In part one of this feature, I focused on my first daughter,Jessica, and her iPad use. My second daughter, Elena, turns two this week. Like her sister she has had her own iPad since she had just turned one (my wife wanted a mini for her birthday so her old one was repurposed for Elena.)
What's interesting is that she gravitated towards a lot of the same apps that Jessica did despite having dozens and dozens to choose from on the device and without us directing her choices. Certain apps by key developers just connected with both of them. There are around 50,000 apps in the education section of the App Store and figures estimate that almost 75% are aimed at early years and preschool kids. So why do my kids return to certain ones time and time again over newer ones I might download for them?
A lot of it comes down to delivery. Even from that young age, kids seem able to recognise quality - none of the apps they return to are what I would call poorly designed. Interactivity is also key, with both girls favouring apps that allow them to engage directly rather than passively. These apps also offer choice and challenge.
So for this second part of the article, I'm going to detail the brands and apps that I've seen the girls get the most out of and try to break down why that is. Let's start with the big ones - the brands who always delivery winners. In my experience, this means starting with what I'll dub The Big Five. Click on any of the logos to the right to visit the company's website.
I've already written a whole article on the reasons Toca Boca are awesome which you can find here. Suffice to say, there's no other app developer that could top this list. Everything they put out is gold standard and the variety is dazzling.
The girls are particularly big fans of the Toca Band, Toca Doctor and the Hair Salon apps. The benefits of these apps are vast - from developing logic and reasoning to understanding real life skills like cooking, health and hygiene. When Toca launched the Hair Salon Me variation, allowing users to use their own photos, it quickly became Jessica's go-to app for a long time and she still returns to it regularly to give me a quick cut and blow dry.
DUCK DUCK MOOSE
My second pick has to be Duck Duck Moose. Makers of the incredible Chatterpix amongst others, Duck Duck Moose set a really high standard with everything the release. As well as enjoying making stuff like the carpet talk using Chatterpix, Jessica has enjoyed using Moose Math to develop basic counting skills.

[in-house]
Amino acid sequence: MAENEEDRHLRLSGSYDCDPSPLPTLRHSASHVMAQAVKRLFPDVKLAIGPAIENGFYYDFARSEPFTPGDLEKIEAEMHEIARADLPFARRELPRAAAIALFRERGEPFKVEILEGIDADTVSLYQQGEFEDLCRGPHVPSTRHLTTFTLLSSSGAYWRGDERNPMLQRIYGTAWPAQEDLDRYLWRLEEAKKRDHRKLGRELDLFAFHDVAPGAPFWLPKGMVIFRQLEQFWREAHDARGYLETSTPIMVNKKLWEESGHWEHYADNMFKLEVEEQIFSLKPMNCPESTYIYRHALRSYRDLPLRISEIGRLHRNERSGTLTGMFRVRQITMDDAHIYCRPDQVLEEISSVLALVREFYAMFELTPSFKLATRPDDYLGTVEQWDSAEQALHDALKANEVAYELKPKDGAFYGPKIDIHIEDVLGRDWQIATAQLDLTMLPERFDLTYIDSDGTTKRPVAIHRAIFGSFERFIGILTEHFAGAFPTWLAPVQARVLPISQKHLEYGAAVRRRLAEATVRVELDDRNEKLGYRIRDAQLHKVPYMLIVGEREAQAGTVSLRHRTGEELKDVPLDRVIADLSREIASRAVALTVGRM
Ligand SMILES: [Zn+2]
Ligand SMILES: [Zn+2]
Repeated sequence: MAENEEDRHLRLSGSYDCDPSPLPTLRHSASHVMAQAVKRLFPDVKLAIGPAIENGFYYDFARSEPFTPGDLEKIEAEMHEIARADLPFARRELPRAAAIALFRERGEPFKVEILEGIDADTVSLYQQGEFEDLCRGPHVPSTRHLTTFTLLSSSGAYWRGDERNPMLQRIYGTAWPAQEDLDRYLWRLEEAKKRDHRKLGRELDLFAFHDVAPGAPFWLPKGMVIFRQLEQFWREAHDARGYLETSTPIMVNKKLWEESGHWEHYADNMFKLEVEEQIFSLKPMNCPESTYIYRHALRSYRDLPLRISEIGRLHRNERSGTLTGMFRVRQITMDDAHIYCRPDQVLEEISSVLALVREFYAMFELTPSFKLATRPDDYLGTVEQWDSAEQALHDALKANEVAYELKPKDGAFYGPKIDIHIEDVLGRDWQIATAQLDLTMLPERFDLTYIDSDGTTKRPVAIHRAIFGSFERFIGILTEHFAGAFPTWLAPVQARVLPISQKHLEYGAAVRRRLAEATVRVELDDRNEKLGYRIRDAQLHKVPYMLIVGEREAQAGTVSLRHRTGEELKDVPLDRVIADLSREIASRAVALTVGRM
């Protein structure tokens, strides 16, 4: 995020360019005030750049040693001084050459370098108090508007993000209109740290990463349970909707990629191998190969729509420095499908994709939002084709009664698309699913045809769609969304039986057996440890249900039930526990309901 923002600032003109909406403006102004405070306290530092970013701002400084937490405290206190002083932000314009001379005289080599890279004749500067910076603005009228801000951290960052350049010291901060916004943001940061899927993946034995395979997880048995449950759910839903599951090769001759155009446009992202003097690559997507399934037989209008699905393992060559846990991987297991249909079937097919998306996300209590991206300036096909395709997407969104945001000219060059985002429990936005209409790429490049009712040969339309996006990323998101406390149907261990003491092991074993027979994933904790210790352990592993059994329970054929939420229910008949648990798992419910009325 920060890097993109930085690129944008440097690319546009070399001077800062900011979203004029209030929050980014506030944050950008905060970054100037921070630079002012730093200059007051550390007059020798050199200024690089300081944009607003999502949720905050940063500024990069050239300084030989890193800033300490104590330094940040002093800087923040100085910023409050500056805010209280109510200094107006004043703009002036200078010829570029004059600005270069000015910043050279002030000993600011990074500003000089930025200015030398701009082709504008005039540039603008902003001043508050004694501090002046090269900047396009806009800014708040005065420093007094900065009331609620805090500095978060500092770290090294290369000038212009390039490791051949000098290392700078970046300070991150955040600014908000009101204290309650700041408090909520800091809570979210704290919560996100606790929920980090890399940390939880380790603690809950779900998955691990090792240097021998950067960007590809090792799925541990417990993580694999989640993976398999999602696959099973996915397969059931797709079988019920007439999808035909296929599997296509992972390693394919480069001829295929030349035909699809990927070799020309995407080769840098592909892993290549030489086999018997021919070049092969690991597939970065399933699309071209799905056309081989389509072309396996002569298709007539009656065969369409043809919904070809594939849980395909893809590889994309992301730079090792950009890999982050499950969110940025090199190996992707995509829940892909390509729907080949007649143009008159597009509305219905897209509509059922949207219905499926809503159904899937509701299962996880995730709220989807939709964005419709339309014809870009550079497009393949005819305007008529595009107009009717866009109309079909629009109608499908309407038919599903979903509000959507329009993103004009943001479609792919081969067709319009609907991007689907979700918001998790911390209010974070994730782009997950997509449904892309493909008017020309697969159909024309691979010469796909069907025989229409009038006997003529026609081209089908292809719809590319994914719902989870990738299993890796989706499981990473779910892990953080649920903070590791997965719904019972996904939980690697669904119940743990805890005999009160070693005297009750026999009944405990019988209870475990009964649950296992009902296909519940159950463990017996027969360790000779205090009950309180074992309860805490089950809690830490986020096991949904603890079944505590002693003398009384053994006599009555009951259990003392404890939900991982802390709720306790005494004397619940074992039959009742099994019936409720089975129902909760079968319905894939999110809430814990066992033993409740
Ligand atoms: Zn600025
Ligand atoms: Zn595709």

One of the best things about Duck Duck Moose though is the sheer range of apps that they have available; there really is something for everyone from Trucks to Fairytale Maker and some fantastic nursery rhyme themed apps. You can read our exclusive interview with the CEO of Duck Duck Moose here.
Though their range of apps is relatively small compared to Toca and Duck Duck, the next choice for me has to be Avokiddo. Both Emotions and Beck and Bo are apps that the girls return to time and time again. The artwork and tone of the the Avokiddo apps is uniquely engaging and they make great use of a wide range of interactions. Beck and Bo is without a doubt one of the single best options for preschool kids. Emotions is also a great app for use with SEN students or those that lack language skills. Our interview with Avokiddo from last year can be found here.
Chances are that a lot of you have heard of the last three companies I've mentioned (or their apps) but perhaps you've not heard of THUP. They make the Preschool Monkey series and If you haven't seen these in action, go check them out. When Jessica was one, Preschool Monkey Lunchbox was by far her favourite app and it quickly became Elena's too. When I Grow Up is another one that they have both spent a lot of time with. THUP have actually just released a new title: Expolrers, which Jessica is currently using a lot. I actually think that this is their best app yet as it develops non verbal reasoning skills through identifying associated items (eg touch the things that you can eat, touch the things that you have at a birthday party.)
The MiniU series by PopAppFactory is another excellent range that Jessica enjoys a lot these days. Her favourite by far is The Kitchen. She's even learning about simple colour mixing through the app by using the juice blending activity. The best thing about the MiniU apps though is the wide range of activities that you get within each app, ensuring that children can enjoy them again and again. Read our interview with PopAppFactory here.
I'd also like to highlight a couple of other companies that put out high quality apps the girls enjoy
Based here in Dubai, Appy Kids are a smaller company that are starting to make some big waves. Their apps are language learning tools for Arabic and Hindi, aimed at the very young - though perhaps a little older than preschool. The fact that the girls enjoy interacting with them is testament to their superb design and polished delivery. Seriously - they have some of the best animation I've seen in any educational app. You can read our interview with CEO Dinesh Lalvani here.
Fairlady make a series of apps based around a pair of characters, Grandma and Grandpa These loveable characters teach kids a lot in various settings from Grandma's kitchen to Grandpa's workshop, which has been the favourite title for the girls so far.
What I really like about these apps is the way they include video footage that relates to the topic such as workshop tools in use. This helps reinforce the concepts being taught through the actual games. Of course for Jessica the best bit by far is that you get to high five Grandpa when you get things right!